John Colson: Hit and Run
Aspen Times Weekly
Aspen, CO Colorado
If you’re a Colorado resident, you may remember back in 2000 when you voted on the medical marijuana amendment to the Colorado constitution, and you may even remember how you voted.
I voted for the amendment, even though I generally do not subscribe to the idea that voter-initiated petitions ought to create constitutional law, primarily because it is too haphazard and too caught up in extremist crap, too much of the time. But I have always believed marijuana to be a relatively harmless substance that is better for us, medicinally, than most of what Big Pharma cooks up in its labs and sells to us at exorbitant prices.
Anyway, the amendment was approved and became law. Currently 15 states and the District of Columbia have similar statutes.
But in Colorado, for nearly a decade nothing really happened as a result, because federal laws that haven’t changed since the American equivalent of the Stone Age prevented anything from happening. People were scared that any effort to take advantage of the new law would put them in Dutch with the feds, who have gleefully done all they can to reinforce that fear.
But in 2009 the feds were told to back off enforcement of the federal marijuana prohibition in states that has medical marijuana laws on the books, and the Colorado medical marijuana industry was born and began to thrive.
But now the state legislature seems determined to subvert the intent of the voters, beginning with a decision to hand enforcement of the medical marijuana laws to the Department of Revenue rather than where it belongs, at the Colorado Department of Public Health and Environment.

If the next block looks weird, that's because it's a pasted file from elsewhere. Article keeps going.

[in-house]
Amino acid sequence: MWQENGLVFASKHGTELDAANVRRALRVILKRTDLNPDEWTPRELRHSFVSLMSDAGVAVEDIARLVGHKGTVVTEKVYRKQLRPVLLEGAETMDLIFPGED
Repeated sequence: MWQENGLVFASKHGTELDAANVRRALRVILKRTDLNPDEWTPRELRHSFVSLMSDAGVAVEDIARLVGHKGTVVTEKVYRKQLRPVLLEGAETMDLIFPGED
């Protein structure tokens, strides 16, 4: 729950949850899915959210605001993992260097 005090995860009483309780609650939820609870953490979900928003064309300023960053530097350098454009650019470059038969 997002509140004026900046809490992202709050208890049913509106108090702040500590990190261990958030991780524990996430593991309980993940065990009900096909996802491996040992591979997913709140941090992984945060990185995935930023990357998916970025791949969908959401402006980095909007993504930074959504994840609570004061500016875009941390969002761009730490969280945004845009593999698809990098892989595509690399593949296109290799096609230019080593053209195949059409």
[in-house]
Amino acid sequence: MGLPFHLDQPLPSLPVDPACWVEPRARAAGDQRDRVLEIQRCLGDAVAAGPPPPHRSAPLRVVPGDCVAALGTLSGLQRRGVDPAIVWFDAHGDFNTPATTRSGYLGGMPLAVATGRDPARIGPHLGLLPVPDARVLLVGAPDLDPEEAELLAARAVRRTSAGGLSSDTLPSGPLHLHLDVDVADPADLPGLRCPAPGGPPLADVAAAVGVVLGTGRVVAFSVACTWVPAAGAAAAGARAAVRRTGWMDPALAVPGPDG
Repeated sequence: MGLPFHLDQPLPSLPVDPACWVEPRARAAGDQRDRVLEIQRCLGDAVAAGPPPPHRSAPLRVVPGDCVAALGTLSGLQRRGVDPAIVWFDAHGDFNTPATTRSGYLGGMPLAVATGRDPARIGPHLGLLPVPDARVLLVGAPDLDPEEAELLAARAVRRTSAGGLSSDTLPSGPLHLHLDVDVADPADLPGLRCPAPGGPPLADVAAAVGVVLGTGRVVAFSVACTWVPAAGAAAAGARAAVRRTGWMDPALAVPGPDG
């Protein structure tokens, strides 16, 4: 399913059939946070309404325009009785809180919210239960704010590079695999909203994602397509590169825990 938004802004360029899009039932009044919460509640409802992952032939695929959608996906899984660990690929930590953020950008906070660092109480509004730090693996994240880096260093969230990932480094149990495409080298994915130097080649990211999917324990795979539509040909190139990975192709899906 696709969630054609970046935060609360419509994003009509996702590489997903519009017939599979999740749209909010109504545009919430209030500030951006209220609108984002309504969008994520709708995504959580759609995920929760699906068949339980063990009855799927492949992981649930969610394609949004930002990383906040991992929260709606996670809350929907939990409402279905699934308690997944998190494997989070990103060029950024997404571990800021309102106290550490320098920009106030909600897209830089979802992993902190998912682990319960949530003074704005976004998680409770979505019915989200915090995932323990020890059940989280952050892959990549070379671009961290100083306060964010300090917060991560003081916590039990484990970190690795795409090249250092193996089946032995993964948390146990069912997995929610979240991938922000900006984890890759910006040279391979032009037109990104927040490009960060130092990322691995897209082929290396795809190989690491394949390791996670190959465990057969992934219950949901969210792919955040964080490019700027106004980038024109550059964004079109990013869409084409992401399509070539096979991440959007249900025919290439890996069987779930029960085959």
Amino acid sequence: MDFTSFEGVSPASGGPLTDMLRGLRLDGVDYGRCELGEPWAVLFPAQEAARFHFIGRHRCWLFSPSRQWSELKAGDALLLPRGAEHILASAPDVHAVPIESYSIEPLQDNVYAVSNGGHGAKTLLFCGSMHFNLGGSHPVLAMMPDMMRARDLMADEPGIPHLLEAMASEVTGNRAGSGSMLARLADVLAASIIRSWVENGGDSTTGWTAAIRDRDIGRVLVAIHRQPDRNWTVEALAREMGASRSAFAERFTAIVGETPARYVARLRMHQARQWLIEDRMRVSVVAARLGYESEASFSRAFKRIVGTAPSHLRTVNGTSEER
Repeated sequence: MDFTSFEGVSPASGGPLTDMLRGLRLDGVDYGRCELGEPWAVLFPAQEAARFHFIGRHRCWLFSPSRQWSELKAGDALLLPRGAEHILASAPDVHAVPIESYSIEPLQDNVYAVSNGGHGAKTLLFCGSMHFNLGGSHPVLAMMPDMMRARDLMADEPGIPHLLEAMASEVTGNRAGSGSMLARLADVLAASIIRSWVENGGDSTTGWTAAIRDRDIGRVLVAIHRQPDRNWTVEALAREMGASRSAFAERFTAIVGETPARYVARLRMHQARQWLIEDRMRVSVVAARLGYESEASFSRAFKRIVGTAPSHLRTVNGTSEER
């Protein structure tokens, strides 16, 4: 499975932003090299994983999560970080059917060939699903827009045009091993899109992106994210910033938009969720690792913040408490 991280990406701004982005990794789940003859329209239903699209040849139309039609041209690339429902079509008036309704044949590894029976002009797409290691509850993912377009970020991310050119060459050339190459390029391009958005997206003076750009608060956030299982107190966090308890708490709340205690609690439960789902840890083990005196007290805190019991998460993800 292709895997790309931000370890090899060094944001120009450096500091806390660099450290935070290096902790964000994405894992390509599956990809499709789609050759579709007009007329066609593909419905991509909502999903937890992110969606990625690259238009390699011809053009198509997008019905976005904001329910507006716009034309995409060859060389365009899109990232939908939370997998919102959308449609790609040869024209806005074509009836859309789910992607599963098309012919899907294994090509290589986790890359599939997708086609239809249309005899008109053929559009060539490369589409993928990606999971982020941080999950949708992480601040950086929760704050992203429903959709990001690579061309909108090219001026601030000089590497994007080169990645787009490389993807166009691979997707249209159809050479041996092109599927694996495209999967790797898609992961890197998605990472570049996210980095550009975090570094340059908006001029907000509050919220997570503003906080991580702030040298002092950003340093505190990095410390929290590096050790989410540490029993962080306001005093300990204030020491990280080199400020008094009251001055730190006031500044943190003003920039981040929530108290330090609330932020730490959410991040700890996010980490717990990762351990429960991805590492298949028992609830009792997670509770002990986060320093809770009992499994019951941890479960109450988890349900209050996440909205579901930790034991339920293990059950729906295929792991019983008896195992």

Last year the statehouse passed a new set of laws ostensibly meant to legitimize the industry, but really meant to restrict it and to set up a coercive monitoring system that would discourage people from getting their medicine.
A large part of that coercive monitoring system involves cameras at all points of sale, creating a database on patients that is open to law enforcement types, including the feds.
So, even though a buyer might be obeying all the pertinent laws, and has a legitimate need for this medicinal drug, he or she would suddenly be on file for all to see and open to prosecution by federal agents looking for an easy bust to bolster their stats.
Recently, state legislators have introduced bills to outlaw edible forms of medical marijuana, which happens to be the only way that a lot of patients can use the medicine because of pulmonary problems and diseases. They eat cookies, tinctures, ice cream, any form that meets their need without further damaging their already damaged lungs.
To make matters worse for patients, two hyped-up haters of anything they don’t understand, Rep. Claire Levy (D-Boulder) and Rep. Mark Waller (R-El Paso County), both members of the House Judiciary Committee, have proposed making it illegal to drive with more than an infinitesimal amount of medical marijuana in your bloodstream. This, even though there is absolutely no evidence that the level described in the bill either impairs one’s driving abilities or has ever been the cause of an automobile accident.
Like so many who see the medical marijuana issue as their ticket to political prominence, they are manufacturing a “crisis” for their own selfish ends, and further messing with people’s legitimate rights to use this relatively harmless drug for its medicinal properties.
As for the fact that the voters approved medical marijuana use more than a decade ago, that doesn’t seem to matter, just as it seems not to matter that a majority of American voters favor open access to abortion for women, and some kind of national health care system that does not leave everything in the hands of a corrupt insurance industry.
These issues are all intertwined, and all can be traced to the plain fact that the conservative wing of our political system is trying to push its narrow-minded, self-righteous, tight-fisted and repressive agenda on the rest of us.
Unfortunately, too many of us seem too willing to just sit back and let this happen.
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